Franklin W. Woeltge Professor
Department of Electrical and Computer Engineering
University of Illinois at Urbana-Champaign
Since its invention in the early 1970s, magnetic resonance imaging (MRI) has become a premier tool for structural imaging and functional imaging using water proton spin signals. MR spectroscopic imaging (MRSI) has also long been recognized as a potentially powerful tool for noninvasive molecular imaging by exploiting the spin signals from other molecules. However, state-of-the-art MRSI methods, after more than four decades of development, still far short of providing adequate spatial resolution, speed, and signal-to-noise ratio useful for routine clinical applications.
The talk will discuss our recent “breakthroughs” in overcoming the longstanding technical barriers of MRSI-based molecular imaging using a new technology known as SPICE (SPectroscopic Imaging by exploiting spatiospectral CorrElation). SPICE uses a subspace mathematical framework to effectively integrate rapid scanning, sparse sampling, constrained image reconstruction, quantum simulation, and machine learning. Preliminary results show an unprecedented capability for simultaneous mapping of brain structures, function and metabolism using intrinsic spin signals from multiple molecules. In this talk, I’ll give an overview of SPICE and also show some “SPICY” experimental results we have obtained.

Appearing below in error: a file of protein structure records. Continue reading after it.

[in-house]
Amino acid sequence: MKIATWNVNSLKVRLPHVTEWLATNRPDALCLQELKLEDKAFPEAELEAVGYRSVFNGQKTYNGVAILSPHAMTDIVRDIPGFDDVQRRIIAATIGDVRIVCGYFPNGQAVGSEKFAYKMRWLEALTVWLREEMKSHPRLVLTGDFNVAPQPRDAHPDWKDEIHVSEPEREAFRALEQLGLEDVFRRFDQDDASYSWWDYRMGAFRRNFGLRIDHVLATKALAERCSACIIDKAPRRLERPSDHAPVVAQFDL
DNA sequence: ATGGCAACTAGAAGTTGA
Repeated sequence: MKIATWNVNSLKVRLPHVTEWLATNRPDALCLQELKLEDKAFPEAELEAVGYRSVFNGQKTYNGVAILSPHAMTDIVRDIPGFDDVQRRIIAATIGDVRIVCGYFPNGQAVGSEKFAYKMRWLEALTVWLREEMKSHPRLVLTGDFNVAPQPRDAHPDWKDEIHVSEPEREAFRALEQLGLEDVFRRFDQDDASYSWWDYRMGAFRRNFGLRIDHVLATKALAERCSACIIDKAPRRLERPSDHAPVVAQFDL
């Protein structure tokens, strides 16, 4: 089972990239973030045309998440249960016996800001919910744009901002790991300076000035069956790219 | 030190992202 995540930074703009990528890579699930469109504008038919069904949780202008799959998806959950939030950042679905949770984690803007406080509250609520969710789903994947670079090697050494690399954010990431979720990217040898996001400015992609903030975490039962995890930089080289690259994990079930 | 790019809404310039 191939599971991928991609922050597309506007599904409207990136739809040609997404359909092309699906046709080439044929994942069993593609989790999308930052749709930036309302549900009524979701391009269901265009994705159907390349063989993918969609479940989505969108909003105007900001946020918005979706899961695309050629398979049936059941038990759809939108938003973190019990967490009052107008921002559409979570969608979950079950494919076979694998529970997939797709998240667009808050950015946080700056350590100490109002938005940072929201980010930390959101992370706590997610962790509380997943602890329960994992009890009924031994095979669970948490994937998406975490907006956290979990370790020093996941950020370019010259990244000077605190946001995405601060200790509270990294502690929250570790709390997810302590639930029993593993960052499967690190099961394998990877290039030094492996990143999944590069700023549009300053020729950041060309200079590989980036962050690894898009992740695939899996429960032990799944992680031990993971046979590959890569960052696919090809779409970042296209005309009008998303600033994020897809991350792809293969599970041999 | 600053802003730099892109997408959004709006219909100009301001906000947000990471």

Zhi-Pei Liang received his Ph.D. degree in Biomedical Engineering from Case Western Reserve University in 1989. He subsequently joined the University of Illinois at Urbana-Champaign (UIUC) first as a postdoctoral fellow (supervised by late Nobel Laureate Paul Lauterbur) and then as a faculty member in the Department of Electrical and Computer Engineering. Dr. Liang is currently the Franklin W. Woeltge Professor of Electrical and Computer Engineering; he also chairs the Computational Imaging Group in the Beckman Institute for Advanced Science and Technology. Dr. Liang’s research is in the general area of magnetic resonance imaging and spectroscopy, ranging from spin physics, signal processing, machine learning, to biomedical applications. Research from his group has received a number of recognitions, including the Sylvia Sorkin Greenfield Award (Medical Physics, 1990), Whitaker Biomedical Engineering Research Award (1991), NSF CAREER Award (1995), Henry Magnuski Scholar Award (UIUC, 1999), University Scholar Award (UIUC, 2001), Isidor I. Rabi Award (International Society of Magnetic Resonance in Medicine, 2009), IEEE-EMBC Best Paper Awards (2010, 2011, 2021), IEEE-ISBI Best Paper Award (2010, 2015), Otto Schmitt Award (International Federation for Medical and Biological Engineering, 2012), Technical Achievement Award (IEEE Engineering in Medicine and Biology Society, 2014), Andrew Yang Research Award (UIUC, 2017) and the Gold Medal from the International Society for Magnetic Resonance in Medicine (2022). Dr. Liang was selected as the Paul C. Lauterbur Lecturer for the 2016 ISMRM meeting and as the Savio L. Woo Distinguished Lecturer for the 2017 WACBE World Congress on Bioengeering. He is a Fellow of the IEEE, the International Society for Magnetic Resonance in Medicine and the American Institute for Medical and Biological Engineering. He was elected to the International Academy of Medical and Biological Engineering in 2012 and to the US National Academy of Inventors in 2021. Dr. Liang served as President of the IEEE Engineering in Medicine and Biology Society from 2011-2012 and received its Distinguished Service Award in 2015. He was elected Chair-elect of the International Academy of Medical and Biological Engineering in 2021.
Hai-Ling Margaret Cheng